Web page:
Qantas losses of over $1 billion in just six months show that the Federal Government must introduce Aviation Keeper, an extension to Jobkeeper for all stood down aviation workers with strict conditions for the companies receiving it.
TWU National Secretary Michael Kaine said ongoing public support should be extended to keep the aviation industry alive but companies like Qantas must be compelled to stop outsourcing and, for the foreseeable future, cap executive salaries and ban bonuses.
“Workers at Qantas, Virgin and other aviation companies are just four weeks away from the end of a lifeline which has kept their jobs going and their families afloat. These workers need to know that their jobs will still be there at the end of March and that the skills and experience they have built up over many years will not be lost in our industry.
“We urge the Federal Government to introduce Aviation Keeper, which should include all aviation workers whose jobs continue to be affected by the crisis. There can be no carving out of international aviation or denying Jobkeeper to workers like those at ground operator Dnata because of the company’s structure.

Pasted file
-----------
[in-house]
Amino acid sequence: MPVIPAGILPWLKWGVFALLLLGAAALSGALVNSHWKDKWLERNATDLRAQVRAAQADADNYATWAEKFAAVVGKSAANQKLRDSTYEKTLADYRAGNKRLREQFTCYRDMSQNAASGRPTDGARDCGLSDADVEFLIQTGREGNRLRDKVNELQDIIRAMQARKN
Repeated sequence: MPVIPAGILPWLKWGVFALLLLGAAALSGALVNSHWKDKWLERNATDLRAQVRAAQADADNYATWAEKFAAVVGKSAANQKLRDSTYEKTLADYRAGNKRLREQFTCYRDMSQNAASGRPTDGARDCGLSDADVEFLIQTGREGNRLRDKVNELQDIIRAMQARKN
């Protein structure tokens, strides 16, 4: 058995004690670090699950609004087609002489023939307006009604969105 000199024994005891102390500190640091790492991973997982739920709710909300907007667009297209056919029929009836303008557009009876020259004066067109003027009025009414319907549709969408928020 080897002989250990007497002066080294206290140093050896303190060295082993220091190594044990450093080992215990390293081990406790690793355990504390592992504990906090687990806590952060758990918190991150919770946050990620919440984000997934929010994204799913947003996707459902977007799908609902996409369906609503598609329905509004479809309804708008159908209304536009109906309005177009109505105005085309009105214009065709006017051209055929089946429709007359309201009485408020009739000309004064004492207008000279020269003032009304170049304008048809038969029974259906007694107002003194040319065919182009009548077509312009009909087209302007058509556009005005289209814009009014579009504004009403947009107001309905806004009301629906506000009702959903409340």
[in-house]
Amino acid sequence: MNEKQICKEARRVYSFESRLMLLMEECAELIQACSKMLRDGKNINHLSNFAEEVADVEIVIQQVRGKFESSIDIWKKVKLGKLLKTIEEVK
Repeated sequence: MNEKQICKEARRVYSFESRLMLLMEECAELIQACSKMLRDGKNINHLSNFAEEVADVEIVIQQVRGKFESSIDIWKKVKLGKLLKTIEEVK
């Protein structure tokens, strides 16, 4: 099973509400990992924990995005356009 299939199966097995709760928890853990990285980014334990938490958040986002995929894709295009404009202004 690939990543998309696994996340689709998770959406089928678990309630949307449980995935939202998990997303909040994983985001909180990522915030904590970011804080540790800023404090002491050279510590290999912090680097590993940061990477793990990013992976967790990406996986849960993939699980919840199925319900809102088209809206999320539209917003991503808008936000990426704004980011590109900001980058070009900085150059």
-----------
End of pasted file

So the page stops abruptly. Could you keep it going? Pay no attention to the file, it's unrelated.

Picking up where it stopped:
“Aviation Keeper must come with strict conditions. Qantas is known for paying top executives exorbitant pay packets, with Alan Joyce the highest paid CEO in Australia just a few years ago. The airline has pocketed over a billion dollars in Jobkeeper and other financial supports and has behaved abominably to its workers: outsourcing its 2,500 ground workers, refusing to pay sick workers the leave they have built up and misusing Jobkeeper. The Government must ensure a fair return to the taxpayer and hold Qantas to account,” he said.
Qantas is outsourcing all of its baggage handlers, ramp workers and cabin cleaners and is replacing them with workers on lower wages and conditions. The TWU has taken a Federal Court case to stop the outsourcing.
The TWU and other unions are taking Qantas to the High Court over both Qantas’s refusal to pay sick leave and Jobkeeper misuse.
Qantas revealed in its latest annual report it is paying its senior executives millions of dollars. When Qantas announced its CEO received $24 million pay package he was the highest paid CEO in Australia and the highest paid airline executive in the world.